The Hitman Vs. Assassin subsect of the action genre is one that rarely deviates from its rather tried and true formula; aside from a hefty injection of cash and a star-studded cast, something as recent as Netflix’s throwaway actioner The Gray Man is proof that the genre, even in 2022, seems comfortable resting on its laurels.
Thank God that Bullet Train decides to have some fun with the genre tropes – maybe even too much fun – as director David Leitch (Deadpool 2, Atomic Blonde, Hobbs & Shaw) goes all in on this absolutely chaotic, American-meets-Japanese amalgamation of bubblegum and blood. It’s brutally over the top and impossibly stupid, but it is entirely aware as such, so it gets away with it all in the name of tongued-cheeked fun.
Based on Kōtarō Isaka‘s Japanese novel “Maria Beetle”, Bullet Train leans into its source material as much as it hones its own personality, setting itself on the titular location as reformed assassin Ladybug (Brad Pitt, having an absolute ball of a time), under the impression from his sternly-voiced handler (a mostly unseen Sandra Bullock) that his latest job will be a simple snatch-and-grab, learns that his killer presence comes with its own violent baggage. There’s, of course, the literal baggage that is Ladybug’s primary objective – a cash-filled suitcase – but as he wanders up and down the carriages of the speeding train, it becomes all too evident that he’s not the only hired hand ready to shoot first and ask questions later.
Except Ladybug would actually love to ask questions first. Not only is he reformed, he’s practically a zen master, sprouting “new me” nonsense that could be entirely insufferable if Pitt wasn’t so bombastically charming and comedically capable. He’s the calm in a train of erupting storms, with the likes of British “siblings” Tangerine (Aaron Taylor-Johnson, a standout) and Lemon (Brian Tyree Henry), the deceptively dangerous Prince (Joey King), vengeful Kimura (Andrew Koji), and Mexican gun The Wolf (Benito A Martinez Ocasio, a.k.a. Bad Bunny) all weaving their violent agendas throughout.
In a big, loud film such as this, so many players may feel lost in the shuffle – and I haven’t even touched on the involvement of Michael Shannon, Zazie Beetz, Logan Lerman and Hiroyuki Sanada – but, somehow, Zak Olkewicz‘s script mostly controls the chaotic lunacy. There’s the occasional short-changed character and a few scenes of cut-away exposition, but it proves infectious enough to get away with such indulgence, especially with how it presents the train itself, almost creating it as its own character with a varied personality to boot; a “quiet car” sequence allows for a particularly amusing, belief-suspending action sequence between Ladybug and Lemon, whilst another moment serves up a particularly amusing cameo that acts a brief reunion of sorts for Pitt and a former co-star.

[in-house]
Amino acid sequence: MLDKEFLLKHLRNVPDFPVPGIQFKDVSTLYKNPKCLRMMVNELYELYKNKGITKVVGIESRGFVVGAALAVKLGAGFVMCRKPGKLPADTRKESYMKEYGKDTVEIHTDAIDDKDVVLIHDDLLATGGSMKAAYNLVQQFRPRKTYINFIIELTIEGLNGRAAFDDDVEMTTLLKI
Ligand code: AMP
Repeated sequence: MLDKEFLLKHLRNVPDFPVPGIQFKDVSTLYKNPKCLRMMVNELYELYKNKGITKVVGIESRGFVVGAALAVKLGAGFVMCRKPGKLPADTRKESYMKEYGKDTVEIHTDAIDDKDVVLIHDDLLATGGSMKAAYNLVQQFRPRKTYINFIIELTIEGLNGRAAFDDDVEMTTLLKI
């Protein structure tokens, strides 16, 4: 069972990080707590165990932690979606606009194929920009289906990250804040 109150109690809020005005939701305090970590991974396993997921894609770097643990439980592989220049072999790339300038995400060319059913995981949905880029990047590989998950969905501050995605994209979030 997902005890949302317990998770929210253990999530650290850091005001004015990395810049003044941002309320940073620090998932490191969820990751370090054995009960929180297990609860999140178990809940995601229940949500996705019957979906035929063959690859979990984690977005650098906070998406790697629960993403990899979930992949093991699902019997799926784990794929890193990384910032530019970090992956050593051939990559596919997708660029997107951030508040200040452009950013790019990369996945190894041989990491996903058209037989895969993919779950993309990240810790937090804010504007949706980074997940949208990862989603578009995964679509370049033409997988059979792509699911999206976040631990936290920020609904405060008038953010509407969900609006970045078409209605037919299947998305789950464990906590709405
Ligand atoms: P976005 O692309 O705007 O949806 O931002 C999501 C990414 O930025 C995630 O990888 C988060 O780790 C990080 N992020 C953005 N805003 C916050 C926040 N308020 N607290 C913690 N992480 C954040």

Given what Leitch has delivered as an action director in the past – the filmmaker a former stunt-player himself – it makes sense that he draws inspiration from spectacle-heavy properties, here seemingly leaning into the work of Jackie Chan and predominant Asian cinema to present precise action sequences that are as brutally efficient as they are humorous.
The sheer volume and lack of subtlety on display here means Bullet Train will be exhausting for some, but exhilarating for others, and comparisons to the likes of Tarantino, Guy Ritchie and James Gunn seem inevitable – Lemon and Tangerine very much feel like character lifted off Ritchie’s page – but when the genre so often airs on the side of predictability, you have to hand it to Leitch and co. for creating something truly as wild and as unbridled as this. Personally, I’m on board for this nonsense, and would happily return for repeat journeys.
THREE AND A HALF STARS (OUT OF FIVE)
4K SPECIAL FEATURES
Enhanced by a Dolby Atmos track and Dolby Vision transfer that brings the audio and visual palette of this film to stunning, neon-hued life, Bullet Train is by far a film that benefits from the packaged sensibility of a physical disc.
Many of the extras skint on significant length – often ranging from the 3 to 7 minutes mark – but they all at least continue the film’s mentality that it was an absolute ball to work on. Catch What You Missed: Easter Eggs (4 mins) is an enjoyable little nugget for die-hard fans detailing certain ingredients peppered throughout the film; Trained Professionals: The Cast (7 mins), All Aboard The Pain Train: Stunts (5 mins), and Mission Accomplished: Making of Bullet Train (6 mins) are pretty self explanatory behind-the-scenes segments that entertain lightly as they touch the surface of the film’s work; and the Outtake and Bloopers reel (3 mins), again, highlights the evident comradery captured on set.
The Select Scene Stunt (4 mins) is a pre-vis segment that could have benefitted from further investigation, detailing the concept videos and comparing them to the final shots of the film, but, without question, Bullet Train‘s most worthy addition is the feature-commentary from director David Leitch, producer Kelly McCormick and screenwriter Zak Olkewicz, where the trio dive into the origins of the original material, casting and effects in a supremely engaging, informative manner.
THREE STARS (OUT OF FIVE)
Bullet Train is now available to purchase on DVD, Blu-Ray and 4K Ultra HD through Kicks.